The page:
Amsterdam epitomises what a cafe society should be and it seems the locals base most of their social life around their cozy local joints. And it’s not just coffee that’s served in “cafes”: in Amsterdam it mostly means you’re going to a pub that also serves food. And to make a distinction, Amsterdam’s cafes do not serve marijuana. The places that sell marijuana are called “coffeeshops” and they can be recognised by a green and white licence sticker in the window and they’re not allowed to sell alcohol. For a high-end dining experience which is currently very “in”, try Jansz; it’s located in a former apothecary shop with canal views, and offers classics with a modern twist. Also at the upper end of the scale is De Kas, which is set inside a set of old greenhouses, with a farm-to-table approach to dining. Fish and seafood lovers should put Stork on their list, while Cannibale Royal is a brassierie suited to meat lovers. For drinking, Hiding In Plain Sight is a classy speakeasy-style bar, Brouweij ’t IJ is a tasting room in an old bathhouse at the base of a windmill, and the SkyLounge Amsterdam is admittedly a touristy joint but views worth braving the crowds for on its 11th floor terrace.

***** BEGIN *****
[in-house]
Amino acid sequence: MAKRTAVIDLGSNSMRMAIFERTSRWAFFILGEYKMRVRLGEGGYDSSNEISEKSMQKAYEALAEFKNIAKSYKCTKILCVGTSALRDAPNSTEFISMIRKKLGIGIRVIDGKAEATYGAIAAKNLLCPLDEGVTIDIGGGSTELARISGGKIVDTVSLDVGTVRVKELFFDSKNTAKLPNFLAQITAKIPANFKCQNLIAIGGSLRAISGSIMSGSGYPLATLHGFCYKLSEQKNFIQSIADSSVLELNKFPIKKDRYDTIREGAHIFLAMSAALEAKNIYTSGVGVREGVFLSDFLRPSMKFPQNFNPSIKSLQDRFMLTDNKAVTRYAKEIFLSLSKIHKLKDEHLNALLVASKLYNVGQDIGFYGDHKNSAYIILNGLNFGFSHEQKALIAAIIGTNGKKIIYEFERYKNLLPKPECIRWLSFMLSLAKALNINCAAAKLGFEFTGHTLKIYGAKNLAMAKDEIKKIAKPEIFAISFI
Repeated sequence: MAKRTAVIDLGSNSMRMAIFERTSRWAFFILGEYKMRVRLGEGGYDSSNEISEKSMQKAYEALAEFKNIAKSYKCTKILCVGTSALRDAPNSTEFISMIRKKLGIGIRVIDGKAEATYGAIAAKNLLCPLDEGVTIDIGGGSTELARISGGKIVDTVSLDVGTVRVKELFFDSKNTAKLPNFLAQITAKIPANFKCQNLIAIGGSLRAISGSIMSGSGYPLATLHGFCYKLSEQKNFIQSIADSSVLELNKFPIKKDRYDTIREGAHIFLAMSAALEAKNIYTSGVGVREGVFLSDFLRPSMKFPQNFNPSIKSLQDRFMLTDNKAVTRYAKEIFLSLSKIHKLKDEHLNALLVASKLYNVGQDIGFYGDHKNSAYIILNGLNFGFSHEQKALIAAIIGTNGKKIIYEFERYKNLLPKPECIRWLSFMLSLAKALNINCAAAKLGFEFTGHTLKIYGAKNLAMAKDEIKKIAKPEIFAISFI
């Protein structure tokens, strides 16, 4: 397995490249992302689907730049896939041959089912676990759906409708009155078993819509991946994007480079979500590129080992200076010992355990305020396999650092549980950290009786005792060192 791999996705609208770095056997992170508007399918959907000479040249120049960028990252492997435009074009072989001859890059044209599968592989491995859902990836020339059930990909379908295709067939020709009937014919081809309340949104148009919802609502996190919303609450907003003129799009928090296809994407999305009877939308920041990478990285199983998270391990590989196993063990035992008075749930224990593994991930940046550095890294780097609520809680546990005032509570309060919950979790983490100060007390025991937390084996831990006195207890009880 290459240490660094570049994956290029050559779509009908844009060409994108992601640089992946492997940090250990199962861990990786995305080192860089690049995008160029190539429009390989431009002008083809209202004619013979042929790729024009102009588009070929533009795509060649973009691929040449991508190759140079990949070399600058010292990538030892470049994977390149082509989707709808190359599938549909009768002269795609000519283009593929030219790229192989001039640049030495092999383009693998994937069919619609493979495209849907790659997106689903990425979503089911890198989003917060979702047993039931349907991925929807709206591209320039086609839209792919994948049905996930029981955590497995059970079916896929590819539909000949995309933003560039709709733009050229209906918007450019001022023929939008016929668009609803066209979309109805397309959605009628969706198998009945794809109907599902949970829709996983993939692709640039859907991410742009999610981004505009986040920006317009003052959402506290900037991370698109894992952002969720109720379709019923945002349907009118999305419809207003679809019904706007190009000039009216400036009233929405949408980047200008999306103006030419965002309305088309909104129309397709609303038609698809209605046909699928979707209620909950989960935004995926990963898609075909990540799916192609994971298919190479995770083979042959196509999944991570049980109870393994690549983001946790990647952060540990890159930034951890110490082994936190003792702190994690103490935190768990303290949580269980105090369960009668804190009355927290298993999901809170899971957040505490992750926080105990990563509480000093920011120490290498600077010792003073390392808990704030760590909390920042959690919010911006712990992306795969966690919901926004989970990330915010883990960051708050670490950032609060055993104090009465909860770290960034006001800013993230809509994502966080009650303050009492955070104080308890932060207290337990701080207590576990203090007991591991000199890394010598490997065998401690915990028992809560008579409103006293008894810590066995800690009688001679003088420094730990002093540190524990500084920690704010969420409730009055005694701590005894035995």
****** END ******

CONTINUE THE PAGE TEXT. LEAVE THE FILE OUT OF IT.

Shopping And Souvenirs

Because much of the city centre is closed off to traffic, shopping in Amsterdam is a pleasant experience. It’s famous for antiques and diamonds, and there are plenty of unusual shopping districts which will tempt you with so much more. Nieuwedijk-Kalverstraat is a good place to browse, a one kilometre stretch of shops near Central Station with clothes, sportswear and general gift shops catering to visitors and tourists.

Hot Tip

There are free ferries that connect Centrum with Amsterdam-Noord across the IJ channel and you can enjoy great views of the harbour.

Got An Emergency?

Local Police: 112 is the emergency number.

Australian Embassy: 70 310 8250


Ben Hall